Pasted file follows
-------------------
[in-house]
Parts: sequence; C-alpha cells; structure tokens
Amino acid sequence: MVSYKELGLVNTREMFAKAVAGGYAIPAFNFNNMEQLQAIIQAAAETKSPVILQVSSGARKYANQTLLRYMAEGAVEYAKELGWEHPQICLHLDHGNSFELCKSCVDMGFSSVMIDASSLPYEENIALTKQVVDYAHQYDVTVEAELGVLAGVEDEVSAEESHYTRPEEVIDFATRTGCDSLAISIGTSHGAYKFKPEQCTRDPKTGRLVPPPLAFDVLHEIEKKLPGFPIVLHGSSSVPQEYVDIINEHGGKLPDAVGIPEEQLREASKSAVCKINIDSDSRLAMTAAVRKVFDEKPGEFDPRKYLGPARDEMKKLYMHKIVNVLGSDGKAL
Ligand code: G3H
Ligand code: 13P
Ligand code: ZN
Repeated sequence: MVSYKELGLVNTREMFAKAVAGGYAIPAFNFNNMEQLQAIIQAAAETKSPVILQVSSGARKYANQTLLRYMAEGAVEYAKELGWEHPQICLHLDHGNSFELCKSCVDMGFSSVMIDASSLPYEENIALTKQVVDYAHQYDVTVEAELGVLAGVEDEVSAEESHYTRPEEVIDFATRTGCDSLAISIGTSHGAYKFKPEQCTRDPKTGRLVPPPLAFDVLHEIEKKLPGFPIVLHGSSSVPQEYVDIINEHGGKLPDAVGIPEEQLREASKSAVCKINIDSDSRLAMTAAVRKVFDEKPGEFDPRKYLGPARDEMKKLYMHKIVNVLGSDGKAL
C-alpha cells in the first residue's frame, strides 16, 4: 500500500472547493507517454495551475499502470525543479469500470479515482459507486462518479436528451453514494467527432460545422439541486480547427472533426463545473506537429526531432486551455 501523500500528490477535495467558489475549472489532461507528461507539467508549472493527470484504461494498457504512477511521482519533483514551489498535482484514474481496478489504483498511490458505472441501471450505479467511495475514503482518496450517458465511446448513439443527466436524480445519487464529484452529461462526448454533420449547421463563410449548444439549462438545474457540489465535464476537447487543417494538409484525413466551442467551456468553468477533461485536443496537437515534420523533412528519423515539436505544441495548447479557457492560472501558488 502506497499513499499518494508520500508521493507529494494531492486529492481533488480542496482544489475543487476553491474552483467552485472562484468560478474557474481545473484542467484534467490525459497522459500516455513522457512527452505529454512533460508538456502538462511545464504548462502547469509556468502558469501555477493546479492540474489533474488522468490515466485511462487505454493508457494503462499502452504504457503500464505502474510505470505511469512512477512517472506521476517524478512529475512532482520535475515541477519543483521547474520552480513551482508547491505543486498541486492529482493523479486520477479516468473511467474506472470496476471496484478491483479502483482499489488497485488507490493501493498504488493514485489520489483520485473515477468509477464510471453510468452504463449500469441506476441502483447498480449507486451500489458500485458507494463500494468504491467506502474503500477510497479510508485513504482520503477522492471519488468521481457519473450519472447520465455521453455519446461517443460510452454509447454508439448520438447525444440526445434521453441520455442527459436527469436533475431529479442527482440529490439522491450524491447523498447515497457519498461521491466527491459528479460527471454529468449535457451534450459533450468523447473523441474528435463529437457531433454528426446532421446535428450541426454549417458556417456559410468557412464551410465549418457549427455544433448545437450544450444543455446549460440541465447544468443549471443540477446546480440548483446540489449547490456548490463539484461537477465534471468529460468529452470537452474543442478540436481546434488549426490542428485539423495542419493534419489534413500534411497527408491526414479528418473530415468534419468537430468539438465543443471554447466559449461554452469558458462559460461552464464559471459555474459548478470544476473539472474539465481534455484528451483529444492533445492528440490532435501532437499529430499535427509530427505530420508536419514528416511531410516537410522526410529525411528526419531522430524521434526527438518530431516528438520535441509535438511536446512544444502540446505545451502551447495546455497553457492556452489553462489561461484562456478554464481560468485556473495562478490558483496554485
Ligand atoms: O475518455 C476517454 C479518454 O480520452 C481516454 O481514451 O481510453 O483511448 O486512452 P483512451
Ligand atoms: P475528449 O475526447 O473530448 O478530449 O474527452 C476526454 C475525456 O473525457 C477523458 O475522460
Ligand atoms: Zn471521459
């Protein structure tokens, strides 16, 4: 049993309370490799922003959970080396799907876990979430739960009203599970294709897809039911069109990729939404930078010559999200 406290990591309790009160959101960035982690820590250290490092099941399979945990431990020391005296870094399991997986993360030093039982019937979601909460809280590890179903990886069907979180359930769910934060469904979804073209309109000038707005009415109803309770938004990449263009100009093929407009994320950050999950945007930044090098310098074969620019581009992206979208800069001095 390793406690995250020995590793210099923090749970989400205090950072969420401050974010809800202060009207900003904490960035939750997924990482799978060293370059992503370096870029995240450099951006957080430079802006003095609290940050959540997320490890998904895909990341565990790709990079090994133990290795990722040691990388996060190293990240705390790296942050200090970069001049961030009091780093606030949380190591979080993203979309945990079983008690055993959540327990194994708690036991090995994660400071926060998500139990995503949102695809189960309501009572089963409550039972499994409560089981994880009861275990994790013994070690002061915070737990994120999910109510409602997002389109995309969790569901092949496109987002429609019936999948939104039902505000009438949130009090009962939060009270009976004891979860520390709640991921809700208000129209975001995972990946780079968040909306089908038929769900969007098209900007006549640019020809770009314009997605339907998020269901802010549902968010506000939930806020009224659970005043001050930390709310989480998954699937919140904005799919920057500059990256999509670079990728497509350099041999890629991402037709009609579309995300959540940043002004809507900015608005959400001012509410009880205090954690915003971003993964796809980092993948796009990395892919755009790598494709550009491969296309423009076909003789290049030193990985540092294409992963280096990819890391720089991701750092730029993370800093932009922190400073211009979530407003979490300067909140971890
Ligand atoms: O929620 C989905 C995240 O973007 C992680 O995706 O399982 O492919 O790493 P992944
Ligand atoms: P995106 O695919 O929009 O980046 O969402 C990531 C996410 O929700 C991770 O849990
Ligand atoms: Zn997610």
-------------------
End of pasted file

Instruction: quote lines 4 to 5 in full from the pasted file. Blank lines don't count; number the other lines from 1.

Ligand code: G3H
Ligand code: 13P